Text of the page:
When I left my job to start Draft.dev last year, I knew there were pros and cons to starting a service business. Unlike the venture funded startups I had been with before, Draft.dev required no outside investment, and it was profitable from the first month. The tradeoff — as any service business owner can tell you — is that scaling a service business is notoriously hard.

The Middle Ground: “Productized” Services

An approach that appealed to me from the moment I first heard about it is the productized service:

“A productized service is one that runs systematically and continues to produce and grow with or…

E-commerce has been changing rapidly in the past decade. We’ve seen retailers move from clunky on-premise software suites to the first wave of cloud platforms. But as with most things in tech, nothing stays the same forever.

While many of the early cloud e-commerce platforms have bolted on APIs that allow customers some access to the underlying functionality they provide, they’ve built this on top of existing, monolithic architectures. This is true of Salesforce Commerce Cloud, and it’s one of the reasons that you might be looking at an alternative solution.

In this piece, I’ll introduce more of the reasons…

How do you manage your project workflows?

Effective project management is crucial to the success of every startup. With limited resources, it’s much cheaper to invest in great tools than more bodies. Because of this, founders and employees will have to wear many hats and have to juggle a lot of competing priorities.

I’ve always relied heavily on great project management tools like the ones in this guide. …


Creating custom software should be the last resort for early stage startups.

Writing good software is a slow and expensive process. Writing bad software is even slower, especially when you want to change things. Startups need to move fast and spend as little money as possible, but many first-time founders, unaware of the true cost of developing software, spend too much time worrying about their product and too little time figuring out how they can generate value for their customers.

I’ve written about this before, but I was reminded of it when talking to my friend who has been…

Last year, I read two books that changed my perspective on work.

I once shared office space with a quickly-growing startup in downtown Chicago. This company seemed to be printing money, and they spent it accordingly. They had one of the most prestigious office buildings, free meals for employees, a company barista, and yoga classes on Tuesdays.

Everyone in the city was enamored with this company. They were on the front page of the Tribune, the mayor came by to speak to them, and their founders made a big deal about the strength of their culture.

A few years later, the founders were indicted for defrauding investors based on deceptive sales practices…

The world of tech and software development evolves fast, with new frameworks and libraries advancing all the time. It’s important to stay tuned in, or you could be left behind. To make that less of a challenge, I’ve handpicked thirty engineering blogs that you should follow or at least bookmark for future reference.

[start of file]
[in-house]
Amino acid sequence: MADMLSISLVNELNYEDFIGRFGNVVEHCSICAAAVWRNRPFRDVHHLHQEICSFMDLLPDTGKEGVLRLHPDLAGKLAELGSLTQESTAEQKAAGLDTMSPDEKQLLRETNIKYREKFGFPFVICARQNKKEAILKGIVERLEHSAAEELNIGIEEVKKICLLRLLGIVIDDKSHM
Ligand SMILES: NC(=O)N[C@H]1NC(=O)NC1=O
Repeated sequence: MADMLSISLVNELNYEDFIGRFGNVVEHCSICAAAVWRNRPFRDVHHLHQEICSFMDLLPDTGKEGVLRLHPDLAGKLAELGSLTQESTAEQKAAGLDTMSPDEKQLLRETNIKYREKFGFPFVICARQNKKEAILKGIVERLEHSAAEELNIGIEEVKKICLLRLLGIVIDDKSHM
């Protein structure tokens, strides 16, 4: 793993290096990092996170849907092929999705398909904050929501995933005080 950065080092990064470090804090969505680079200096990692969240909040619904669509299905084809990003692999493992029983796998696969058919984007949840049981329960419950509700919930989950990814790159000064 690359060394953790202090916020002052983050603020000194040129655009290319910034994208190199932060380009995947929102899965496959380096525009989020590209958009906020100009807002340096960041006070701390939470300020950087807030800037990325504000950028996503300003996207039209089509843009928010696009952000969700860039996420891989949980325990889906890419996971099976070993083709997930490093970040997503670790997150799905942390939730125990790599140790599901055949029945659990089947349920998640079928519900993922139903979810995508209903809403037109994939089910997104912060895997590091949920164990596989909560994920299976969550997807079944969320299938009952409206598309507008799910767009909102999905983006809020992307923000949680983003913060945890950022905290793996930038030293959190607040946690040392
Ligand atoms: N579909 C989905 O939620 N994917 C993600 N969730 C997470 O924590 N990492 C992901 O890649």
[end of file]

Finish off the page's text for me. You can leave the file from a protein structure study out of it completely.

Engineering blog is, of course, an umbrella term that includes not just software engineering but also a wide range of engineering disciplines. So to properly evaluate each blog, I scored them against a consistent set of criteria: writing quality, consistency, longevity, technical depth, broad usefulness.

Based on…

Early in my career as an engineering manager, I wrote a long list of my favorite engineering management books. That list has reached thousands of new technical leaders, but I’m often asked for book recommendations by engineers who aren’t interested in making the leap into management.

I’ve had this informal list brewing for years, and I’ve often shared sections of it with new bootcamp graduates, but this is the first time I’m sharing this list publicly. …

Business-to-developer marketing (often shortened “B2D marketing”) describes marketing initiatives designed to reach software developers. As a former software developer, I can tell you that devs are a notoriously difficult group to market to. They’re tech-savvy, generally skeptical, and often use tools like adblockers to prevent popups and banner advertisements from reaching them.

At the same time, developers are an extremely valuable market to reach. They are well-paid and invest in educational materials and tools to help them do their jobs. Developers also carry a lot of influence on spending within their companies. …

I read a post online recently about how some software engineer was asked to complete a technically complex, jargon-filled coding challenge over the phone in order to get a job. He did well enough on the call to get an offer, but after he started the new job, he realized it wasn’t going to be the academically challenging role he was hoping for. No, he’d just be building basic CRUD applications for the web with a legacy system haphazardly running on whatever virtual machine could be found.

This happens all the time during job-screening. We put engineers through rigorous screening…

Karl L Hughes

Former startup CTO turned writer. Founder of Draft.dev

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